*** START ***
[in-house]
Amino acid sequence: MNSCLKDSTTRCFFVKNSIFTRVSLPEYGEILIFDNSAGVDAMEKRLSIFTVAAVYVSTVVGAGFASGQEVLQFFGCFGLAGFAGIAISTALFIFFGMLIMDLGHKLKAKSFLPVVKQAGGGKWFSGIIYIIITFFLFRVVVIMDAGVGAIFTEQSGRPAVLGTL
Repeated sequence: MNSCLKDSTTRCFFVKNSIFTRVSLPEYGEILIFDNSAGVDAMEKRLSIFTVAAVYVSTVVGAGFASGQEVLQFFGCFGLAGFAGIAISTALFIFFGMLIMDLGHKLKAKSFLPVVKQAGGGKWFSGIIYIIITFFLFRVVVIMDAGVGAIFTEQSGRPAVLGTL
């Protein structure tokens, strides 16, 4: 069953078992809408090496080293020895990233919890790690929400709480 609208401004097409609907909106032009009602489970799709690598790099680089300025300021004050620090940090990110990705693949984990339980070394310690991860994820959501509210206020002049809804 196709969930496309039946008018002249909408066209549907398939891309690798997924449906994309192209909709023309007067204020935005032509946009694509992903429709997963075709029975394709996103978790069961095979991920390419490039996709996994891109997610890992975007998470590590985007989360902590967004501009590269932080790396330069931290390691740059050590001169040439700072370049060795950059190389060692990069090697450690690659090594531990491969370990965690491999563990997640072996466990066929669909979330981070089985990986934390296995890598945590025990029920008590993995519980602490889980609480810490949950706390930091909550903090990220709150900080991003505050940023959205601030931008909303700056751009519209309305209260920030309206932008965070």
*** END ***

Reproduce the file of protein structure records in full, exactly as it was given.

[in-house]
Amino acid sequence: MNSCLKDSTTRCFFVKNSIFTRVSLPEYGEILIFDNSAGVDAMEKRLSIFTVAAVYVSTVVGAGFASGQEVLQFFGCFGLAGFAGIAISTALFIFFGMLIMDLGHKLKAKSFLPVVKQAGGGKWFSGIIYIIITFFLFRVVVIMDAGVGAIFTEQSGRPAVLGTL
Repeated sequence: MNSCLKDSTTRCFFVKNSIFTRVSLPEYGEILIFDNSAGVDAMEKRLSIFTVAAVYVSTVVGAGFASGQEVLQFFGCFGLAGFAGIAISTALFIFFGMLIMDLGHKLKAKSFLPVVKQAGGGKWFSGIIYIIITFFLFRVVVIMDAGVGAIFTEQSGRPAVLGTL
């Protein structure tokens, strides 16, 4: 069953078992809408090496080293020895990233919890790690929400709480 609208401004097409609907909106032009009602489970799709690598790099680089300025300021004050620090940090990110990705693949984990339980070394310690991860994820959501509210206020002049809804 196709969930496309039946008018002249909408066209549907398939891309690798997924449906994309192209909709023309007067204020935005032509946009694509992903429709997963075709029975394709996103978790069961095979991920390419490039996709996994891109997610890992975007998470590590985007989360902590967004501009590269932080790396330069931290390691740059050590001169040439700072370049060795950059190389060692990069090697450690690659090594531990491969370990965690491999563990997640072996466990066929669909979330981070089985990986934390296995890598945590025990029920008590993995519980602490889980609480810490949950706390930091909550903090990220709150900080991003505050940023959205601030931008909303700056751009519209309305209260920030309206932008965070």